Another quilt finished! this one is called Box Gum River. I only have four quilts to go before Sunday week. One is not so big and the other three tops are done though a lot of stitching still has to go in. Box Gum River is 102 cm wide and 115 cm long ( 40" x 45 " ). Broccoli Tree Horizon is 87cm wide x 101 cm long ( 34 " x 39.5") I hope I get there.
I have also decided to sell some of the Lutradur I have . If anyone is interested Lutrador is a polyester non-woven, which I have been using a lot in recent times. The lutradur I have is 33 cm wide ( 13 inches) so slightly larger than A3 paper and I will send it with instructions for use. You apply colour to it with transfer paint or dye or even crayons though I have been too busy to try this. The effect is quite different than working with cotton. Anyway i will be selling it at $4.00 per metre including postage. And I will put up details on my Seriously Textile Blog.
I also still really need to sell a quilt before I go to Egypt- they are also on the Seriously Textile Blog - unfortunately the sponsoring of the Across Australia does not run to including a curating fee for me and to be away from work and the ability to make things for seven weeks impacts heavily on family income as I am the one that earns it. The never ending gyrations of independent curators. Sorry I know I have been on this rant before but sometimes it is frustrating- especially as this exhibition will be used to culturally represent Australia- yet somehow there is no avenue for me to seek a government grant to see me compensated for my time( and the Australian Embassy in Egypt have been incredibly helpful in securing what funding we have to see it travel) .Actually i think I need my head read. I am doing some teaching at the end- thankfully, but it nowhere near compensates for the time I will spend.There are many incidental expenses when curating- for instance we had to buy suitcases for the quilts at the last minute for the quilts to be shipped to Egypt- fortunately a friend in the Netherlands, Ina Klugt was able to do this for me, and I need to repay her for the suitcases- but the cost of international money transfer is horrendous- why is that? I can just stick a card in the wall anywhere and just have to pay a small fee? Then there is the travel insurance. I have an excellent one from Travel Scene, because my travel is usually business related, and it covers any family members travelling with me, it also covers me in case I injure someone so that also covers when I teach. Fortunately I have never had to use it but I buy it for a year so that I am always covered. Then there is the visas which have to be paid for and the innoculations, like tetanus,polio, typhoid and hep A which totalled for me more than $200.Then there is the admin expenses. I have a CD of images which I send to magazines for publicity- and most magazines are excellent and will run an article- but they have to be put in postpaks and sent- it all adds up.The photographer had to be paid as I believe high quality photos are essential for the production of a catalogue. This time The Embassy in Egypt has organised the catalogue and it is available to visitors to the exhibition in the Middle East free of charge. Then there is the time taken in creating the document that becomes the word aspect of the catalogue. The sale of catalogues is partly how I have funded travelling the exhibition in the past, but unfortunately i can't do that this time. There will be a few available for sale back in Australia- but a very limited number.So contact me if you are interested. Which reminds me I still have a small number of Australian Bounty catalogues available and more of Under the Southern Cross catalogues ( at a discounted cost)- if anyone is interested just contact me via the email in my profile.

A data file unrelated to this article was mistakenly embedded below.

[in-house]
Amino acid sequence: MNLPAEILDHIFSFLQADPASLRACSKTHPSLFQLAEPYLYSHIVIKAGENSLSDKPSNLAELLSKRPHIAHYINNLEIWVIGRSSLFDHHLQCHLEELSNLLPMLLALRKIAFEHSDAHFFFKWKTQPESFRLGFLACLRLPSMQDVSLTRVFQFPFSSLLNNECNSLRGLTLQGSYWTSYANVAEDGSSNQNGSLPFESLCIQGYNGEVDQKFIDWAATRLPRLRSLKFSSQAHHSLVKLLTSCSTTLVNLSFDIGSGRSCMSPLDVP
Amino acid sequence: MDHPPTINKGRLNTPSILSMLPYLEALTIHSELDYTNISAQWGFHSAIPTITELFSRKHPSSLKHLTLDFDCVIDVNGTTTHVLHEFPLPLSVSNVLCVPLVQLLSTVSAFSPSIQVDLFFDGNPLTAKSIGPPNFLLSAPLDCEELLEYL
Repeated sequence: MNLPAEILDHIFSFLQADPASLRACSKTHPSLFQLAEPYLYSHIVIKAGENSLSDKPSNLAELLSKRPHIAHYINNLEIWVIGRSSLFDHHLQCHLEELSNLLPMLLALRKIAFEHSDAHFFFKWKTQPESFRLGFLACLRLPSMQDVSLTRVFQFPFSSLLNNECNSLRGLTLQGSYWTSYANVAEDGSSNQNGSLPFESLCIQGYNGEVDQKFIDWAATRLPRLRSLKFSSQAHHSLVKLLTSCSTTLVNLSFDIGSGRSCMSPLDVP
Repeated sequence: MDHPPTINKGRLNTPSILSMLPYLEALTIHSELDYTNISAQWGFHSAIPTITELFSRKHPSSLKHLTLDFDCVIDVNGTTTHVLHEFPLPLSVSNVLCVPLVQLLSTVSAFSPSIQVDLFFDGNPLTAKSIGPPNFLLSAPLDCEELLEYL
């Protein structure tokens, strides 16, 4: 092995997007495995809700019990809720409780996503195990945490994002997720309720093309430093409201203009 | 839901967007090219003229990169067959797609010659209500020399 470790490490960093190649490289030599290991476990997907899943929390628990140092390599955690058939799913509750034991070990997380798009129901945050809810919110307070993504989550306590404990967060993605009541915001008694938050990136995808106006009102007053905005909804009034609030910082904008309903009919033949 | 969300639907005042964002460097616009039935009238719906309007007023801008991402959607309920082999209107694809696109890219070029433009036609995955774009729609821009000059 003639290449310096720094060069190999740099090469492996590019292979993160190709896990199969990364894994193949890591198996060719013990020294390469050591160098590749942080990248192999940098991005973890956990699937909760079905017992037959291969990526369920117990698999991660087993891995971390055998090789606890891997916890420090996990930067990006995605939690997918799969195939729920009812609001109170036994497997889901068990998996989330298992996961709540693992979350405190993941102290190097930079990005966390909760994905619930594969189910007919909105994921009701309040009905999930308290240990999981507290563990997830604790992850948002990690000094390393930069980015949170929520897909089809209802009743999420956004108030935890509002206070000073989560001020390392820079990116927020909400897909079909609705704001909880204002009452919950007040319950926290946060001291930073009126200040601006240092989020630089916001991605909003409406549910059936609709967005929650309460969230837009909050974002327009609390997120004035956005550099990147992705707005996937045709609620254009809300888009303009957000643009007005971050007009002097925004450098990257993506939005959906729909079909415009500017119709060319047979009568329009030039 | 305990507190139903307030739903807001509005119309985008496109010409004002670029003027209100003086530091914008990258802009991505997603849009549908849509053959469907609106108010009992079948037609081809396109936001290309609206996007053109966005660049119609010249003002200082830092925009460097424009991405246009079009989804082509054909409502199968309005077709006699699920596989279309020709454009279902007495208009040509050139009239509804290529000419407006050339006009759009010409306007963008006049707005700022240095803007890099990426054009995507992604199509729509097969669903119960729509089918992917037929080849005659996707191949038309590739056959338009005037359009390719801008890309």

I know sometimes people don't want to know the nitty gritty of this- but it is the real expense of what i do. I wish groups would do more of this stuff but they cater for more traditional quilters- who have no interest in exposing our art- and we are on the edge of the art world without any foothold to speak of. However there is an upside- when you see an audience respond to the work of 28 artists whose work seeks to express a continent I feel a great sense of achievement- that I have collected together an exhibition that can speak to so many different people. It is quite different than having an exhibition of your own work. I sometimes wish all 28 artists could be there to experience the feeling. For me curating has been about creating a feel for our land and an avenue for the artists who seek to express it in textile- it creates an aura which is hard to define but is distinctively Australian.